On today’s #WeAreNMSDC Podcast, we chat with Terrence Clark, President of the New York / New Jersey Minority Supplier Development Council (NYNJMSDC).  The NYNJMSDC is an affiliate organization under the National Minority Supplier Development Council (NMSDC) umbrella and serves minority and corporate members throughout the New York and New Jersey regions.  Clark sits down with us and discusses his council’s commitment to its organizations providing access to capital, mentorship, and business development programs for minority and corporate members.

To learn more the NYNJMSDC, listen to the podcast below!!!! For a brief summary of our conversation, check out the 5 Fast Facts section below.

http://nynjmsdc.org

NYNJMSDC Podcast
0:32 Who is Terrence Clark and what is the NYNJ Council
3:30 Access to Capital
6:05 Other programs to benefit council members
10:40 The competitive advantage NYNJMSDC provides to its Minority Business Enterprises (MBEs)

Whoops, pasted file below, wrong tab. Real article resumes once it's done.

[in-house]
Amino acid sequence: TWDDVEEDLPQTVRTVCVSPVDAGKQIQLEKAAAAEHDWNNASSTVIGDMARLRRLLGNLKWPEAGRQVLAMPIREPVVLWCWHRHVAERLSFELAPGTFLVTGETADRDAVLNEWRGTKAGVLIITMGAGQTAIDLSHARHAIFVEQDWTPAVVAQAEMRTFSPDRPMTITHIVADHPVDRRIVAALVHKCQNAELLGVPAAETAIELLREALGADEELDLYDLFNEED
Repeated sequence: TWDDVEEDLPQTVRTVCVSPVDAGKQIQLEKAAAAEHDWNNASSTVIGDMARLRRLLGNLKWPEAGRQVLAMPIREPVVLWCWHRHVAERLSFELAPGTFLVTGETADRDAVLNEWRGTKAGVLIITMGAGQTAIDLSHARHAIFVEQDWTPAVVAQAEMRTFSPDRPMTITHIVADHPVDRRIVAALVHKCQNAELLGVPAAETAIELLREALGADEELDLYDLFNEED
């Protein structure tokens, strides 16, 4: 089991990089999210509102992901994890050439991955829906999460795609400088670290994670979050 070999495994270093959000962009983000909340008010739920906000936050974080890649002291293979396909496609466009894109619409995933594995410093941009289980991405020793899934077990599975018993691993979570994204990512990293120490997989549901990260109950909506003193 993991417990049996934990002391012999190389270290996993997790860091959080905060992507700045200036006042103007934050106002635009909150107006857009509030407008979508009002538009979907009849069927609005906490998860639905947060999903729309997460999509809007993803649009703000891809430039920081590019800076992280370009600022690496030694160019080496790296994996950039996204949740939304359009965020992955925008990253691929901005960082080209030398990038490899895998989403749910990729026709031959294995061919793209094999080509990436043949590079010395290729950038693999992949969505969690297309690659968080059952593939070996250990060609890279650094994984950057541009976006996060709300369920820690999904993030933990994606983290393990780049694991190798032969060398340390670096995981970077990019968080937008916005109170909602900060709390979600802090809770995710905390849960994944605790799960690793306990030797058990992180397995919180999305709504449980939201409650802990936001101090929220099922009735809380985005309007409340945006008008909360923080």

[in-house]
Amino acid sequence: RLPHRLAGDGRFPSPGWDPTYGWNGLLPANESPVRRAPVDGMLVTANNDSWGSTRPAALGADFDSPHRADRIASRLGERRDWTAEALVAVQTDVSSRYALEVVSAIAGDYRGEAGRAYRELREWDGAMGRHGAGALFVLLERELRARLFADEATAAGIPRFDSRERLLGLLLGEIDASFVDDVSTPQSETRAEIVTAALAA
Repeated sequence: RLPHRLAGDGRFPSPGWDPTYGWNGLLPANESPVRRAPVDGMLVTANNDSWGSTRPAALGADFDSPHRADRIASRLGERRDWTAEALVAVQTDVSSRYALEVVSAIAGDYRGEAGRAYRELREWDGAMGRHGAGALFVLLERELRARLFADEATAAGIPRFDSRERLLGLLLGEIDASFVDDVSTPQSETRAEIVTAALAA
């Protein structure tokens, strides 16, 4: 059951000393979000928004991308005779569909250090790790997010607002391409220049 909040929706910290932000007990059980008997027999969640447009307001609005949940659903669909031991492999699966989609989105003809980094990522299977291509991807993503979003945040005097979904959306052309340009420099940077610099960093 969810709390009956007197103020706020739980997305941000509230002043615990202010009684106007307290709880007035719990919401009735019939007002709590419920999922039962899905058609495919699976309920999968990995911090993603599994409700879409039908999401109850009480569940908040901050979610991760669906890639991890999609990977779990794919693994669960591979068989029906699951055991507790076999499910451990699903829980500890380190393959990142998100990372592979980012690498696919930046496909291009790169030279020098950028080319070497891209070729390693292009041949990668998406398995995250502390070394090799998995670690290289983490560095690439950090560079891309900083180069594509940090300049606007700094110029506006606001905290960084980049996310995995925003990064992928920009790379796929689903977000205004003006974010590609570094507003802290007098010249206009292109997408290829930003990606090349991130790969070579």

14:15 What are corporate memebers looking for with MBEs
16:20 How to use your certification
17:40 Connecting with fellow MBEs
19:11 Working on your sales / business pitch
20:37 How to get involved with the NYNJMSDC
22:36 Final Thoughts

WeAreNMSDC 5 Facts

  1. The NYNJMSDC helps its minority owners get paid quicker. Speedpay in partnership with MBE Capital allows minority owned businesses to be paid in only 10 days instead of the usual 60 to 120 day payment period.
  2. The NYNJMSDC prides itself on seeking to grow minority businesses from Class 1 (under a million dollars in revenue) to Class 4 (sales of over $50 million)
  3. The NYNJMSDC helps to develop back office services such as accounting, marketing, and operations for businesses in conjunction with Rutgers University and large MBEs